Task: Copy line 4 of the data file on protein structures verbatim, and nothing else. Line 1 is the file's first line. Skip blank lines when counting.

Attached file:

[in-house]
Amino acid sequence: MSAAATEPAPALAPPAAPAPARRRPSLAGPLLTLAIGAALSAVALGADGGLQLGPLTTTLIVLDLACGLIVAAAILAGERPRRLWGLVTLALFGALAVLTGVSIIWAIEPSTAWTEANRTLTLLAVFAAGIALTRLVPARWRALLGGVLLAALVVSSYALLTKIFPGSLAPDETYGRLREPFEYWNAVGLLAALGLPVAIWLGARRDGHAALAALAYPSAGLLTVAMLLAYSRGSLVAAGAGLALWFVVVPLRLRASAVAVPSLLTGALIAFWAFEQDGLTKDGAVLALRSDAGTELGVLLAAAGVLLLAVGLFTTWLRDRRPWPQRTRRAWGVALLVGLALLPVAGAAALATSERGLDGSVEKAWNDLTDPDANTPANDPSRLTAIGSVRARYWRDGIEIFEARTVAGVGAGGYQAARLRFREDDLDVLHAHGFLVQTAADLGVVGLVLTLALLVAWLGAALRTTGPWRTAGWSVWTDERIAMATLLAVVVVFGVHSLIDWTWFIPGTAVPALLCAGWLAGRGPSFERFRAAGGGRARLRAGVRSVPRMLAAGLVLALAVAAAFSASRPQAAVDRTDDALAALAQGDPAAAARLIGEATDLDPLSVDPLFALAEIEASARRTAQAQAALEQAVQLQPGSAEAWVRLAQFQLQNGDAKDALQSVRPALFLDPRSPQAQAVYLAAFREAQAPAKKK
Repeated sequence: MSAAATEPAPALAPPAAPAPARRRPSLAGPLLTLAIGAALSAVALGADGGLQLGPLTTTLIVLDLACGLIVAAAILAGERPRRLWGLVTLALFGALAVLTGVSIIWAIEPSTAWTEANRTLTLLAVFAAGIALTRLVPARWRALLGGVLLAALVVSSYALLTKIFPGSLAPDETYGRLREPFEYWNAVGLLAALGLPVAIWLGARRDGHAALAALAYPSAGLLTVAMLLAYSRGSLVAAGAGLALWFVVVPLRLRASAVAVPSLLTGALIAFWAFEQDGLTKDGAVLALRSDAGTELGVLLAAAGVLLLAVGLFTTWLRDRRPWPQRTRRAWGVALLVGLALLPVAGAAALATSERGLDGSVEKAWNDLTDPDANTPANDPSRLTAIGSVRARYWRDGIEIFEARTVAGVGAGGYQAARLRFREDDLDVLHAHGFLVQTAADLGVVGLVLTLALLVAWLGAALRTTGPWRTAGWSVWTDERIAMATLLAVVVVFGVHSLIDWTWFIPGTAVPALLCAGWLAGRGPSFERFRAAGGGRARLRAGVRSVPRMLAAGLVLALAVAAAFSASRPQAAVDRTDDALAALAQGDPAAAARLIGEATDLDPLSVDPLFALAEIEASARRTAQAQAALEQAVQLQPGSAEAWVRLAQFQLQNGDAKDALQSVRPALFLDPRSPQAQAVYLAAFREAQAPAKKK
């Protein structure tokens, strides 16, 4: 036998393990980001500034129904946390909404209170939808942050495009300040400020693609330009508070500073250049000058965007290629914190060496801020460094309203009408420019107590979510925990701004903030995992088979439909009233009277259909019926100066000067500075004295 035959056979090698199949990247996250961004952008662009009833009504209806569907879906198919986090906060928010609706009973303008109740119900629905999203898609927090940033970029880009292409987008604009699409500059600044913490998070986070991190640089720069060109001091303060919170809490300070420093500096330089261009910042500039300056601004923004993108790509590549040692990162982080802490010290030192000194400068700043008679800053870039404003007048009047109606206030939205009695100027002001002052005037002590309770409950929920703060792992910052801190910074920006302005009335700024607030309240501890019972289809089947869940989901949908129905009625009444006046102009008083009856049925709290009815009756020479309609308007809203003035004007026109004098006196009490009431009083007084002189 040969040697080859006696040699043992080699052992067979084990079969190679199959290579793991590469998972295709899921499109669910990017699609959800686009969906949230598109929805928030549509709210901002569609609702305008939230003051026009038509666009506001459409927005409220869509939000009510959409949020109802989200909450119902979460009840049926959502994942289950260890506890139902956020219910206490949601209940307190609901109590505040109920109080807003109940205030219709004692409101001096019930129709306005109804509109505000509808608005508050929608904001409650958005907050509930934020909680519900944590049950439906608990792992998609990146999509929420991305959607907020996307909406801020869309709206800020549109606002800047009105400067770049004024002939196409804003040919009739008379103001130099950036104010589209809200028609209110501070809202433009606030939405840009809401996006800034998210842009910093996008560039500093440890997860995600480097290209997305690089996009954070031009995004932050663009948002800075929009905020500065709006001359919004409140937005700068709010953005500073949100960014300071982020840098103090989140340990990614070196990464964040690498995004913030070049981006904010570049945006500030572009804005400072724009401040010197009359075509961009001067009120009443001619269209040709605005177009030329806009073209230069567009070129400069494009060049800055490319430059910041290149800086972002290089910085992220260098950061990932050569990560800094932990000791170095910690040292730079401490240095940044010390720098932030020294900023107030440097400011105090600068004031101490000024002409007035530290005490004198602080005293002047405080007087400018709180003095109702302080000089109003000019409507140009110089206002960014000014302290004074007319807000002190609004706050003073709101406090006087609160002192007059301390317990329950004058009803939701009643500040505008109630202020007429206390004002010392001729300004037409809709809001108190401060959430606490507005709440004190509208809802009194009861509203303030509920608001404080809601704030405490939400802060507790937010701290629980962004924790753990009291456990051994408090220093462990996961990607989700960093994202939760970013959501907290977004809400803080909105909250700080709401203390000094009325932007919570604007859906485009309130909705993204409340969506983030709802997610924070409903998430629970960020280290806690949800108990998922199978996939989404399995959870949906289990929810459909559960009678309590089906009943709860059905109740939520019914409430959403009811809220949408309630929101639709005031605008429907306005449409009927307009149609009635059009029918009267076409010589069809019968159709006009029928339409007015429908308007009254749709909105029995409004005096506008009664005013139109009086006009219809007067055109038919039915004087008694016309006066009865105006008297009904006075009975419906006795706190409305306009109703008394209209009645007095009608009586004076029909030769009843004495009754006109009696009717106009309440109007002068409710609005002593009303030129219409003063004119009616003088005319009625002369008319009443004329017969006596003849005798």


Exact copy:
């Protein structure tokens, strides 16, 4: 036998393990980001500034129904946390909404209170939808942050495009300040400020693609330009508070500073250049000058965007290629914190060496801020460094309203009408420019107590979510925990701004903030995992088979439909009233009277259909019926100066000067500075004295 035959056979090698199949990247996250961004952008662009009833009504209806569907879906198919986090906060928010609706009973303008109740119900629905999203898609927090940033970029880009292409987008604009699409500059600044913490998070986070991190640089720069060109001091303060919170809490300070420093500096330089261009910042500039300056601004923004993108790509590549040692990162982080802490010290030192000194400068700043008679800053870039404003007048009047109606206030939205009695100027002001002052005037002590309770409950929920703060792992910052801190910074920006302005009335700024607030309240501890019972289809089947869940989901949908129905009625009444006046102009008083009856049925709290009815009756020479309609308007809203003035004007026109004098006196009490009431009083007084002189 040969040697080859006696040699043992080699052992067979084990079969190679199959290579793991590469998972295709899921499109669910990017699609959800686009969906949230598109929805928030549509709210901002569609609702305008939230003051026009038509666009506001459409927005409220869509939000009510959409949020109802989200909450119902979460009840049926959502994942289950260890506890139902956020219910206490949601209940307190609901109590505040109920109080807003109940205030219709004692409101001096019930129709306005109804509109505000509808608005508050929608904001409650958005907050509930934020909680519900944590049950439906608990792992998609990146999509929420991305959607907020996307909406801020869309709206800020549109606002800047009105400067770049004024002939196409804003040919009739008379103001130099950036104010589209809200028609209110501070809202433009606030939405840009809401996006800034998210842009910093996008560039500093440890997860995600480097290209997305690089996009954070031009995004932050663009948002800075929009905020500065709006001359919004409140937005700068709010953005500073949100960014300071982020840098103090989140340990990614070196990464964040690498995004913030070049981006904010570049945006500030572009804005400072724009401040010197009359075509961009001067009120009443001619269209040709605005177009030329806009073209230069567009070129400069494009060049800055490319430059910041290149800086972002290089910085992220260098950061990932050569990560800094932990000791170095910690040292730079401490240095940044010390720098932030020294900023107030440097400011105090600068004031101490000024002409007035530290005490004198602080005293002047405080007087400018709180003095109702302080000089109003000019409507140009110089206002960014000014302290004074007319807000002190609004706050003073709101406090006087609160002192007059301390317990329950004058009803939701009643500040505008109630202020007429206390004002010392001729300004037409809709809001108190401060959430606490507005709440004190509208809802009194009861509203303030509920608001404080809601704030405490939400802060507790937010701290629980962004924790753990009291456990051994408090220093462990996961990607989700960093994202939760970013959501907290977004809400803080909105909250700080709401203390000094009325932007919570604007859906485009309130909705993204409340969506983030709802997610924070409903998430629970960020280290806690949800108990998922199978996939989404399995959870949906289990929810459909559960009678309590089906009943709860059905109740939520019914409430959403009811809220949408309630929101639709005031605008429907306005449409009927307009149609009635059009029918009267076409010589069809019968159709006009029928339409007015429908308007009254749709909105029995409004005096506008009664005013139109009086006009219809007067055109038919039915004087008694016309006066009865105006008297009904006075009975419906006795706190409305306009109703008394209209009645007095009608009586004076029909030769009843004495009754006109009696009717106009309440109007002068409710609005002593009303030129219409003063004119009616003088005319009625002369008319009443004329017969006596003849005798």